Having a cat is one of the best things in the world; dealing with your cat’s hairballs is one of the worst. Cats are creatures full of contradictions like that, both soft and sharp, aloof one moment and attention-hungry the next. And those of us with cats in our families are used to dealing with adorable on one hand and less-than-glamorous on the other. Today’s case in point: hairballs.
WHAT ARE HAIRBALLS?
A hairball, more formally known as a trichobezoar, is a wad of cat hair coated in bile and digestive fluids, ejected undigested from the stomach of a cat. Despite their common name, these hairballs are not round. Because they pass through the cat’s esophagus as they’re vomited up, hairballs emerge in an elongated oval shape – like a particularly revolting cigar. The color of the hairball is dependent on the color of your cats’ fur – and not always just the color of the cat who horked up the hairball. (Tiger Jack’s hairballs come out half-orange and half-grey all the time, since he grooms his sister Dany in addition to himself.) The average length of a hairball is about an inch, though I’ve personally seen them much longer – up to 4 inches! My husband measured once; he was impressed. Tiger Jack likes to excel at everything he does, which includes producing extra-long hairballs.
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HOW DO CATS GET THEM?
As you know, our kitty friends keep themselves nice and clean through a judicious regimen of self-cleaning. In other words, they lick their fur on the daily. This means that they also wind up swallowing their own hair every day, thanks to the anatomy of their tongues.
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Any cat-owner knows their cat’s tongue feels like sandpaper, but did you know their tongue’s covered in tiny hook-like projections called papillae? These backward-slanting bristles catch dead and loose hair as your cat grooms – but cats don’t pause and spit out a mouthful of fur with every swipe of their tongue. Instead, that dead hair caught in their papillae is swallowed – and some of it lurks, undigested, in your cat’s stomach, building into a hairball over time.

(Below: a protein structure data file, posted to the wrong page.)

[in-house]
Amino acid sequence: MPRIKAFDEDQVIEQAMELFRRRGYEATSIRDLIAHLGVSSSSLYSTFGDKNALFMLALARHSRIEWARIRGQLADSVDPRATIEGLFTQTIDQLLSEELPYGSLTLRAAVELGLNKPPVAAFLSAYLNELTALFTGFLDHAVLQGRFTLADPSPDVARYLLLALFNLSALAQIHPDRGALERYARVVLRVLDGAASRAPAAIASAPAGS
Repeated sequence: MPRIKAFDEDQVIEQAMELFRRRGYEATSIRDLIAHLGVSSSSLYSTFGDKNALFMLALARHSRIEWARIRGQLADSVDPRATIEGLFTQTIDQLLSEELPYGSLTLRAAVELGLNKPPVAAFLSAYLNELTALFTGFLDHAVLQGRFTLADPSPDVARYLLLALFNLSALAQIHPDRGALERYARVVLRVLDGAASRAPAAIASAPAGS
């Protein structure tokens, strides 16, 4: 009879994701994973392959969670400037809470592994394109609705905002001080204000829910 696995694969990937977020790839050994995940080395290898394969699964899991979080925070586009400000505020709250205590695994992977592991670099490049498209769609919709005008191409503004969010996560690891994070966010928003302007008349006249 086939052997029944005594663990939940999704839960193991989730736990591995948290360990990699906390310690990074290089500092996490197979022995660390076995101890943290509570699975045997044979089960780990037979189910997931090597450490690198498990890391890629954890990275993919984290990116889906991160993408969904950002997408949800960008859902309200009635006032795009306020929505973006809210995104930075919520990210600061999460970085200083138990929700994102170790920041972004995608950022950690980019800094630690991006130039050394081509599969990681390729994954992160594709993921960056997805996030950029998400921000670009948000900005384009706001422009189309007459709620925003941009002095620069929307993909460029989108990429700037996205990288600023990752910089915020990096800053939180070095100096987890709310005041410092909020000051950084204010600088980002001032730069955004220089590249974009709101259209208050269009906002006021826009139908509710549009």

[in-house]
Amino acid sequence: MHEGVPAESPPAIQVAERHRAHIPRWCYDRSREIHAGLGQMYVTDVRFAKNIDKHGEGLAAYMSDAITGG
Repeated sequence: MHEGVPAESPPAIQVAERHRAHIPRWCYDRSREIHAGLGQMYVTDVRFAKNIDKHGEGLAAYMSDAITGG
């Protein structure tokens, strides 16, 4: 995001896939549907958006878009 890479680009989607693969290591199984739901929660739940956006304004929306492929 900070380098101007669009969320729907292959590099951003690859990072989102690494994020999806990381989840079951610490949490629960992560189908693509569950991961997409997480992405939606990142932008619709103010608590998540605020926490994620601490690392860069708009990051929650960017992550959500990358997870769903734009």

WHAT GOES DOWN…
Clearly, that swallowed hair can’t hang out in your cat’s stomach forever. Most of the hair winds up getting digested, and comes out the other end – in a little place we like to call the litter box! But some hair doesn’t go that way, a hairball is produced, and then your cat goes through an vomiting process that looks as terrifying as it is uncomfortable.
Your cat hunkers down. She extends her neck, and a horrifying retching sound echoes rhythmically from her throat. Maybe she coughs and gags a few times before finally expelling that disgusting cigar of undigested hair. Then, her work done, she licks her jaws and casually saunters away.
This probably happened right on your carpet, too. Even though there’s tile not six inches away. I’m not naming any Tiger Jack names, but that certainly ends up being the case around my house 85% of the time. (The remaining 15% is only because we have A LOT of tile.) Tiger Jack is very conscientious, though! If we’re not around to clean it up right away, he will helpfully bury his mess like a good kitty. Of course, he has to be creative with his burying: we have discovered hairballs covered with socks, receipts, toys, mail and, on one very memorable occasion, the entire duvet from off the bed.
IS THERE A WAY TO TREAT HAIRBALLS?
You can’t entirely eliminate hairballs, but there are some ways to help cut down on them and make things easier on your cat.
Many cat food brands sell a specific “hairball formula” or “hairball control” kind of kibble. According to various manufacturers’ labels, this type of dry cat food is high in fiber to encourage your cat’s body to process hair naturally through his digestive tract. It’s also supposed to improve your cat’s coat and so minimize hair loss.
There are a number of hairball treatments you can purchase OTC, and they come in gel, paste, and soft chew forms. These treatments are mostly laxative in nature, with natural oils, vitamins, and fiber – again, to improve their coats, and promote the hair’s movement through your kitty’s intestinal tract.
Brush it out
Long-haired cats are particularly susceptible to hairballs (for obvious reasons). One of the best ways you can help your cat is by brushing him regularly to minimize how much dead and loose hair he’s swallowing when he grooms himself. Tiger Jack hates being brushed, but it’s like making kids eat vegetables: they may not enjoy it, but it’s good for them and gonna get done.
Hairballs may be the worst, but they’re the price for what is best in life: petting your kitty, seeing them driven before you by the red dot, and hearing the purring of your cats. Let these techniques help you minimize both you and your cat’s discomfort in dealing with that price.